Global stock markets rose on Tuesday after the US House of Representatives voted to increase stimulus checks for American households, while in Europe, relief over a hard-won Brexit deal ignited a sharp rally in UK indices to their highest in nearly 11 months.
The House of Representatives passed a bill to increase the $600 stimulus checks to $2,000 in a vote on Monday, finally putting an end to months of wrangling.
The vote passed 275 to 134. Forty-four House Republicans joined the Democrats in approving the bill.
President Donald Trump signed the $900 billion bipartisan coronavirus relief package — which includes the $600 stimulus checks — on Sunday, renewing his calls for Congress to raise the amount of the checks to $2,000.
The United States has the worst death rate from COVID-19, with nearly 335,000 fatalities, and a soaring infection rate, with cases now topping 19 million.
US stock index futures rose by 0.5-0.6%, suggesting the benchmark indices could open at, or near, Monday’s record highs.
“Whilst markets are trading range-bound owing to thin holiday volume, the prospect of larger stimulus aid is lifting sentiment and future demand expectations,” CityIndex strategist Fiona Cincotta said.
“Near term concerns over the Covid variant and tighter lockdown restrictions in the US and Europe could limit gains,” she said, referring to a new, fast-spreading coronavirus variant first detected in the UK.
Read more: Investing legend Terry Smith’s $30 billion equity fund returned 440% to investors over a decade — Here’s his 4-part strategy for success and 10 pieces of investing wisdom to take into 2021
In Europe, London’s benchmark FTSE 100 index was the best performing index, gaining 2.3% on the day and nearing 10-month highs, while the mid-cap FTSE 250 index rallied 1.6% to its highest since late February.
The UK and the European Union struck an eleventh-hour deal on trade after Britain leaves the single market on December 31, avoiding a potentially catastrophic exit that could heap more misery on the economy, along with another round of harsh lockdowns in light of a new variant of the novel coronavirus.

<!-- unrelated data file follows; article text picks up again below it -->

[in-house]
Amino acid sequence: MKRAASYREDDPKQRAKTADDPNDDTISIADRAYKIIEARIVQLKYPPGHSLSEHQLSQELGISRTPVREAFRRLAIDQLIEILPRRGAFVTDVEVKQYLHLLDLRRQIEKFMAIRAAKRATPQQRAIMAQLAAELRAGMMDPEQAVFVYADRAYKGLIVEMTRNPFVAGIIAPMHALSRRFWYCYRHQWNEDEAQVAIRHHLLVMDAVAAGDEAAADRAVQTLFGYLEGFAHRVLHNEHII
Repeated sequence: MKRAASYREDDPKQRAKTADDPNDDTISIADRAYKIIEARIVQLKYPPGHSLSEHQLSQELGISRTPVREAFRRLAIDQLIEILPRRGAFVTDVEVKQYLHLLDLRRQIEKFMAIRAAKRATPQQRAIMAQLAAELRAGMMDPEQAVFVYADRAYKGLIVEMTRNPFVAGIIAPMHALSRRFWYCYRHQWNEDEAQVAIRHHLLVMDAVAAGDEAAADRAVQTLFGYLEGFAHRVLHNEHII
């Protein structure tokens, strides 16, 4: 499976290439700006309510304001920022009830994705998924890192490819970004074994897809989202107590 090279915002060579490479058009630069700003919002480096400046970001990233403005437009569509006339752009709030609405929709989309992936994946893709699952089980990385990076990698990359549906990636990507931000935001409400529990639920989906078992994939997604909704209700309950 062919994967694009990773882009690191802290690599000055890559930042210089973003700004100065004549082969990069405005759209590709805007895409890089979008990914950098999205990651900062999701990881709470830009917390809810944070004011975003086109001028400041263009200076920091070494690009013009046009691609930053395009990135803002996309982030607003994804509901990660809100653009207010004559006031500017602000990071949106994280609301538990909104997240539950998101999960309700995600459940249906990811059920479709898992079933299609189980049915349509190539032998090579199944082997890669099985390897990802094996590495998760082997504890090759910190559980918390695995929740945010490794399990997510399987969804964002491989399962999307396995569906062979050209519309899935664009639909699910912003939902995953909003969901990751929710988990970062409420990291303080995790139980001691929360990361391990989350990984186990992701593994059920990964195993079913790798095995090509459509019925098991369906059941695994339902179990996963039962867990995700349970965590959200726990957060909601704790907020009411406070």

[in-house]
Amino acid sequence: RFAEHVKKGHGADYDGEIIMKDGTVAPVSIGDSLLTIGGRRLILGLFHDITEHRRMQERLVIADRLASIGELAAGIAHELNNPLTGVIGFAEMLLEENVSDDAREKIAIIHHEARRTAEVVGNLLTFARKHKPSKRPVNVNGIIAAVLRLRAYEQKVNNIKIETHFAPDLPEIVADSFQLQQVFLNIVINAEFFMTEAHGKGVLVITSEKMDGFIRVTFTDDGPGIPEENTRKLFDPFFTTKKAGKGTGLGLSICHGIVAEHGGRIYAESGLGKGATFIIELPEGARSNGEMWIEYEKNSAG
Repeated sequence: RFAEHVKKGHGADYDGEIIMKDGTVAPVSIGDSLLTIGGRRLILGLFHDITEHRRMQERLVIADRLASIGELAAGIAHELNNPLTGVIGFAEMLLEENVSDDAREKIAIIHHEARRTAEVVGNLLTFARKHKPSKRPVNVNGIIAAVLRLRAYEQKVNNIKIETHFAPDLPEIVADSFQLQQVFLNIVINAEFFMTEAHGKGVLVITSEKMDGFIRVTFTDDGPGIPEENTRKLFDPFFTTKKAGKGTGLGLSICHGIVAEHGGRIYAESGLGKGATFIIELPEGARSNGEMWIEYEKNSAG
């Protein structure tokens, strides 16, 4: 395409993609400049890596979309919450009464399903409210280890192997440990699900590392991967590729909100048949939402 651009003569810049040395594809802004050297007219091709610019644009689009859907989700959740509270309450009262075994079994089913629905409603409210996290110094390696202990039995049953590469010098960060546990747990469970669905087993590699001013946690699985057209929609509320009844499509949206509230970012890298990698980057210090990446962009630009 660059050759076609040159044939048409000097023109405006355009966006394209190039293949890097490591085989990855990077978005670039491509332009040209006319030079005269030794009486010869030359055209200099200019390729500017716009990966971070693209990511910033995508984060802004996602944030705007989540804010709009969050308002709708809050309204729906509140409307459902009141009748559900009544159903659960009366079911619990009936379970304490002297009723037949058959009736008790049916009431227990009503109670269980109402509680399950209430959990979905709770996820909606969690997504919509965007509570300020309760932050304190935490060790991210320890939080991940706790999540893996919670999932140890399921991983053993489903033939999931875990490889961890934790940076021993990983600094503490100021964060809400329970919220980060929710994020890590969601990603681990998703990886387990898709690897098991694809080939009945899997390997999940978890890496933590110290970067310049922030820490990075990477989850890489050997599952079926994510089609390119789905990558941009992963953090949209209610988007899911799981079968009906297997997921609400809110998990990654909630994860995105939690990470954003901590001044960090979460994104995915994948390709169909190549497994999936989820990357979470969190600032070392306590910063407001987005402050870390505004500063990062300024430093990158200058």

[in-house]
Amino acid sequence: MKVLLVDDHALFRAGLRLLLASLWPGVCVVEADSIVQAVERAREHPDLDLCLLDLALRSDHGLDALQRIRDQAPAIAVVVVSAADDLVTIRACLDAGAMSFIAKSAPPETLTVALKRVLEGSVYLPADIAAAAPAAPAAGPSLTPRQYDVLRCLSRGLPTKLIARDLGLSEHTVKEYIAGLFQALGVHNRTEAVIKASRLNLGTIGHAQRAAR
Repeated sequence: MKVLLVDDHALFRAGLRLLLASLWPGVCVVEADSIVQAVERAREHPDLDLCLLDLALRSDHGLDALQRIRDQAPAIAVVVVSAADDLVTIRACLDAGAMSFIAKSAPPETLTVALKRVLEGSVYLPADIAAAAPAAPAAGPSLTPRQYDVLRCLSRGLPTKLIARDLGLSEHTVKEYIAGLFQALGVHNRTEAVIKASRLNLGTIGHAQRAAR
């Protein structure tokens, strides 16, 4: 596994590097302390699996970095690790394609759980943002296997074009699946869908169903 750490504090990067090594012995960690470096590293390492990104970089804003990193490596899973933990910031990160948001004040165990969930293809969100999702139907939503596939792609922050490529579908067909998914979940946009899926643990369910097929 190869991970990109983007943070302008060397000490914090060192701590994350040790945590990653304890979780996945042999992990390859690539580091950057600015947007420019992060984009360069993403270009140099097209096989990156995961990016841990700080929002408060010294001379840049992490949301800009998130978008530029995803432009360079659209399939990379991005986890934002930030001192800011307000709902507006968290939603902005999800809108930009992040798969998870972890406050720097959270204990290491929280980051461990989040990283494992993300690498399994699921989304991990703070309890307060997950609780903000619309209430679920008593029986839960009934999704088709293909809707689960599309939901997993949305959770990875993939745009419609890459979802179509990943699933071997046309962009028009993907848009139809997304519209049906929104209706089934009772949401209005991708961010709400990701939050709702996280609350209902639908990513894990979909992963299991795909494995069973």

Pharmaceutical companies, such as AstraZeneca and GlaxoSmithKline, along with food and beverage makers like Unilever and Diageo, were among the biggest gainers on the blue-chip index.
The pound meanwhile gained fairly broadly, rising 0.4% against the dollar, by 0.3% against the yen and up 0.2% against the euro.
“Brexit is finally done, but the devil is in the details and the UK’s trade deal is producing a scramble for businesses to adjust to new terms and conditions over a short period of time,” OANDA analyst Ed Moya said.
“The economy will have some bumps and bruises as the economy battles COVID lockdowns and adjusts to new goods and service trade rules,” he added.
Asian benchmark indices closed mostly higher, with Tokyo’s Nikkei up 2.7%, while Hong Kong’s Hang Seng gained 1%. The Shanghai Composite fell 0.5%.
In the commodities market, oil rose 1%, bringing gains so far this month to 8%. The rollout of effective vaccines has renewed investor optimism over the outlook for energy demand next year, in spite of major forecasters warning that consumption may not pick up as quickly as many hope.
Read more: A JPMorgan income fund manager shares 12 high-dividend stocks set to gain from a broad cyclical recovery — and unpacks the strategy he uses to beat 93% of his peers
Brent crude futures were last up 1% around $51.36 a barrel, while WTI futures rose 0.9% to $48.04 a barrel.
“The prospects for a gradual rollout of vaccines and the passing of US stimulus package have fueled a whopping 45% rally in WTI prices from early November through mid-December,” Margaret Yang, a strategist at DailyFX said in a note.
“For now, prices appear to have entered a period of consolidation, waiting for more concrete evidence to justify the rally,” she said.